Cardiovascular disease represents a leading source of health loss globally, with an estimated 422 million cases and 18 million deaths attributed to cardiovascular disease in 2015 (1). Diagnostic and therapeutic coronary catheterization (CC) are critical interventions for many of these patients, and over 1 million catheterizations are performed in the United States alone each year (2). CC can generally be performed with low peri-procedural risk. For diagnostic procedures, risk of mortality is less than 0.1% and, when combined with percutaneous coronary intervention, between 0.5% and 2% (3,4). Nevertheless, as with any invasive procedure, there are complications of varying severity associated with CC including contrast-induced nephropathy, cholesterol embolization, local vascular injury, hematoma, pseudoaneurysm, conduction disturbance, stroke and myocardial infarction (5).
A prominent early challenge with CC was adverse drug reactions (ADRs) from iodine-based contrast media. To facilitate optimal visualization during angiography, early contrast agents were extremely hypertonic. Reported rates of ADRs requiring any intervention following catheterization using these agents was as high as 30%, and most problematic in high-risk cardiac patients (6). This observation led to the development of low- or iso-osmolar, ionic and non-ionic agents (Table 1). In a randomized trial evaluating ioxaglate and iodixanol for CC (low and iso-osmolar agents, respectively), the rate of ADRs, as reported by patients and classified by investigators, was 11.9% for ioxaglate and 9.9% for iodixanol. Rates of hypersensitivity reactions were 2.5% for ioxaglate and 0.7% for iodixanol (7).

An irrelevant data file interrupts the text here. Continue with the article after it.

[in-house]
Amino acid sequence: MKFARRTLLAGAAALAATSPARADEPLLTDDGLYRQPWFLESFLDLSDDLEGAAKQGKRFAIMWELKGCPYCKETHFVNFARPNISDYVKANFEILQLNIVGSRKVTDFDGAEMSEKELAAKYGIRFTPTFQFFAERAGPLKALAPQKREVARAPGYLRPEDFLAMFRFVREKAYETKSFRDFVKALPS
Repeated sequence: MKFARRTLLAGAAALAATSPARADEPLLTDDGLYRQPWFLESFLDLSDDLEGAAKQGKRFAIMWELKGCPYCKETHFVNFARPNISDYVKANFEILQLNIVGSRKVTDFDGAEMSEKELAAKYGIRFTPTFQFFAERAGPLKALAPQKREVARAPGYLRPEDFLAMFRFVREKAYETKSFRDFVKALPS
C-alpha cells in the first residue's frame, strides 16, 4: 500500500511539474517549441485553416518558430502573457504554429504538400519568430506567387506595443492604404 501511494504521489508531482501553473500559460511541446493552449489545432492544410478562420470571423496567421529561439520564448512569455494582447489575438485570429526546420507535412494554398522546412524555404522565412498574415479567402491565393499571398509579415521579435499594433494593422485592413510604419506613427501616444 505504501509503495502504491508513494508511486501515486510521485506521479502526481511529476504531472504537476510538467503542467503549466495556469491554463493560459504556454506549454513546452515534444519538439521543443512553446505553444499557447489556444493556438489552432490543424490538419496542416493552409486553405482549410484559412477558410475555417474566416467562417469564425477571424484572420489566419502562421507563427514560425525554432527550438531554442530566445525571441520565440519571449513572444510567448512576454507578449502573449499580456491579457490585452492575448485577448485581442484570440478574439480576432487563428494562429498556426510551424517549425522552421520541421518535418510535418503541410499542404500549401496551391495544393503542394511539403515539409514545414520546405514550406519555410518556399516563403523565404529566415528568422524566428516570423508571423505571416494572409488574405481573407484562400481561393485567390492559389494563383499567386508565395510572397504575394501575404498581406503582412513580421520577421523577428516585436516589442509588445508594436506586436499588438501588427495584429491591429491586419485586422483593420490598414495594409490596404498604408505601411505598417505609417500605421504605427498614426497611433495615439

Chen and colleagues reported the incidence of ADRs, using American College of Radiology classifications, following iopromide administration to 17,513 CC patients enrolled in the TRUST trial across 63 centers in China (8). The rate of acute ADRs occurring within 1 hour of injection was 0.38%, 88% of which were mild and self-limited (e.g., nausea, vomiting, rash or flushing). There were two cases of a severe, immediately life-threatening ADR (0.01% incidence): one case of anaphylactic shock 3 minutes after contrast administration, and one case of bradycardia with hypotension 25 minutes after contrast administration.
In a recent issue, He and colleagues leveraged these data from the TRUST trial to formulate a predictive model for acute ADRs (9). The final risk score incorporated patient age (+1 if not 50–69 years old), dose of contrast (+1 if <100 mL iopromide 370 mg/mL used), preprocedural hydration (+2 if none) and premedication (+1 if none). Patients with a risk score of 0–2 had a predicted probability of ADR of 0.09% versus 1.78% for those with a risk score of 5. The discriminatory power of this model was fair (c-statistic: 0.694).
The TRUST trial team should be commended for producing this novel predictive model of a difficult to anticipate adverse event. Operationalizing the risk score, however, highlights some of the challenges with ADR management. First, the vast majority of ADRs recorded in this study were mild. Therefore, the degree to which the identified variables can predict the most severe hypersensitivity reactions is unclear. Furthermore, contrast-related ADRs encompass multiple pathophysiologies which can be difficult to differentiate in practice, but should be managed differently.